tac·​i·​turn ˈta-sə-ˌtərn How to pronounce taciturn (audio)
: temperamentally disinclined to talk
taciturnity noun

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How should you use taciturn?

Taciturn shows up in English in the first half of the 18th century. James Miller, a British clergyman educated at Oxford, gives an early example of its use in his 1734 satiric drama, wherein a character describes a nephew with the following: "When he was little, he never was what they call Roguish or Waggish, but was always close, quiet, and taciturn." It seems we waited unduly long to adopt this useful descendent of the Latin verb tacēre, meaning "to be silent"; we were quicker to adopt other words from the tacēre family. We've been using tacit, an adjective meaning "expressed without words" or "implied," since at least the mid-17th century. And we've had the noun taciturnity, meaning "habitual silence," since at least the mid-15th century.

Choose the Right Synonym for taciturn

silent, taciturn, reticent, reserved, secretive mean showing restraint in speaking.

silent implies a habit of saying no more than is needed.

the strong, silent type

taciturn implies a temperamental disinclination to speech and usually connotes unsociability.

taciturn villagers

reticent implies a reluctance to speak out or at length, especially about one's own affairs.

was reticent about his plans

reserved implies reticence and suggests the restraining influence of caution or formality in checking easy informal conversational exchange.

greetings were brief, formal, and reserved

secretive, too, implies reticence but usually carries a suggestion of deviousness and lack of frankness or of an often ostentatious will to conceal.

the secretive research and development division

Examples of taciturn in a Sentence

I went on speech strike … remaining defiantly taciturn through a procession of speech therapists and psychotherapists, verbalizing only to the gardener and swearing him to silence. Simon Schama, New Republic, 22 July 2002
The pipe-smoking Malcolm Cowley … though a faithful fellow-traveller, was too taciturn usually to show his hand. Mary McCarthy, Granta 27, Summer 1989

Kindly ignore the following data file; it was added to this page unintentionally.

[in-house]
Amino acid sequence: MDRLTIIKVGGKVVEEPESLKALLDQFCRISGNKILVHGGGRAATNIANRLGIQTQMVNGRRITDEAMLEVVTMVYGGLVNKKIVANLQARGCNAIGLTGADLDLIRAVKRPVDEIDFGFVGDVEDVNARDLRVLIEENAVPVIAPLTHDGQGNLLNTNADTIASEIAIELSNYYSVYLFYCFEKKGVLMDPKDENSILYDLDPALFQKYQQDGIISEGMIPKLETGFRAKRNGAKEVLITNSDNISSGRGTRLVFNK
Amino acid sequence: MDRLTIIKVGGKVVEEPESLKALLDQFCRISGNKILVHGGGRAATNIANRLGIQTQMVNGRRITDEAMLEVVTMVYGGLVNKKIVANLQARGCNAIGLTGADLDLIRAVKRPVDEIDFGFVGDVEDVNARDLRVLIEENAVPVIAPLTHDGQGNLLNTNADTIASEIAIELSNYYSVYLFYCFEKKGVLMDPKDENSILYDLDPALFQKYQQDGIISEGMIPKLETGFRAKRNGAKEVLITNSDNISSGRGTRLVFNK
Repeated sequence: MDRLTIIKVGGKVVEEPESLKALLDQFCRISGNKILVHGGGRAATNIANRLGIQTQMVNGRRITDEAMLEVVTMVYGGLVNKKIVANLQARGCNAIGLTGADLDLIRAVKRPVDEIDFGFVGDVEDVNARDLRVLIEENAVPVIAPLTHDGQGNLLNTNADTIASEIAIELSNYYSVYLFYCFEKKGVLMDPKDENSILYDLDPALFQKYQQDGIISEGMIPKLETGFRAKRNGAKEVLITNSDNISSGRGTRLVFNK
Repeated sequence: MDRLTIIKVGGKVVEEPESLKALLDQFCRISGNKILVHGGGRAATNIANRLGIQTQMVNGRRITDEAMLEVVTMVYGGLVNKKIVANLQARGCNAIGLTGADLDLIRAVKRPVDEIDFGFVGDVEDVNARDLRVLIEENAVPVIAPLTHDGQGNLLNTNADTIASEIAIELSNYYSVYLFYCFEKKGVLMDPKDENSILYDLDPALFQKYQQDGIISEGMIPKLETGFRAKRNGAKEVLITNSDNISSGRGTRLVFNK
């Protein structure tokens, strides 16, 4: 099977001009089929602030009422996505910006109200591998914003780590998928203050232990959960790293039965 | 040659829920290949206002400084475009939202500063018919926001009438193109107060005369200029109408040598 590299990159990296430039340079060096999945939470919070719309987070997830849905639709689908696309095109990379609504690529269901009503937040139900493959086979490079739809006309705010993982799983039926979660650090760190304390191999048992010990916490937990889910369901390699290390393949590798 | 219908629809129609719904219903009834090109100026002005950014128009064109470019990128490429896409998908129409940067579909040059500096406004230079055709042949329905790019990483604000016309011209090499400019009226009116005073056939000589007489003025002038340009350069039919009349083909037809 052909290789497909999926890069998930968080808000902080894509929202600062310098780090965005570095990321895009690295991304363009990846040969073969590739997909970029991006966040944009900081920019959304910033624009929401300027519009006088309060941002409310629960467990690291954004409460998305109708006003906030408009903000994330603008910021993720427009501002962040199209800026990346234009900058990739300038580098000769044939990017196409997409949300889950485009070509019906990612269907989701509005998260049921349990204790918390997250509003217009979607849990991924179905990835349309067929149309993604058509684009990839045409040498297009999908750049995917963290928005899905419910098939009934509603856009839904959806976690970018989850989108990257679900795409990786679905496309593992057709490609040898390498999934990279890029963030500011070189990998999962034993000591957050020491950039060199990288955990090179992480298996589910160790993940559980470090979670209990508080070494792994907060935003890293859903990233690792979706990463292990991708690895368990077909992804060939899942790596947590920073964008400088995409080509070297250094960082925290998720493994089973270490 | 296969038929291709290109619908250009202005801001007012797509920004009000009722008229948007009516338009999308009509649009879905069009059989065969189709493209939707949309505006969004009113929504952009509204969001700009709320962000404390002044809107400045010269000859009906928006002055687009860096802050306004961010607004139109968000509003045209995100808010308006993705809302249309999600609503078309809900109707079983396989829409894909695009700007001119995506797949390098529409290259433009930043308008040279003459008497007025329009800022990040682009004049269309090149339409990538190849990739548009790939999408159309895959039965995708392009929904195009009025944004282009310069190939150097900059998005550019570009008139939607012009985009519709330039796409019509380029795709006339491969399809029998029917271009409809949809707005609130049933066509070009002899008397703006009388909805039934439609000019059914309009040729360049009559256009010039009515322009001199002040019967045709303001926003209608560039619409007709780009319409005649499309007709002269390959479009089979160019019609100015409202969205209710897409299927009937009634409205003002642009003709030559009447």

She was a small, taut, pale, wiry London girl, alarmingly taciturn, demon at basketball (at which she captained us) … Elizabeth Bowen, The Mulberry Tree, 1986
When he got to the substation that night, this private taciturn fellow had to spill his guts. If he didn't tell somebody, he might blow like a land mine. Joseph Wambaugh, Lines and Shadows, 1984
a somewhat taciturn young man a taciturn man, he almost never initiates a conversation
Recent Examples on the Web The impertinent Squirrel Nutkin, who plagues a taciturn old owl with incessant riddles and rhymes, doesn’t know his place in the natural hierarchy. Philip Kennicott, Washington Post, 8 Apr. 2024 Image Addressing the audience at the recent Fall Out Boy concert, Mr. Stump recalled his taciturn stage persona in the band’s early years, and said that Mr. Benjamin had helped change that. Alex Williams, New York Times, 7 Apr. 2024 See all Example Sentences for taciturn 

These examples are programmatically compiled from various online sources to illustrate current usage of the word 'taciturn.' Any opinions expressed in the examples do not represent those of Merriam-Webster or its editors. Send us feedback about these examples.

Word History


French or Latin; French taciturne, from Middle French, from Latin taciturnus, from tacitus — see tacit

First Known Use

1734, in the meaning defined above

Time Traveler
The first known use of taciturn was in 1734


Dictionary Entries Near taciturn

Cite this Entry

“Taciturn.” Merriam-Webster.com Dictionary, Merriam-Webster, https://www.merriam-webster.com/dictionary/taciturn. Accessed 30 May. 2024.

Kids Definition


tac·​i·​turn ˈtas-ə-ˌtərn How to pronounce taciturn (audio)
: tending to not speak
taciturnity noun

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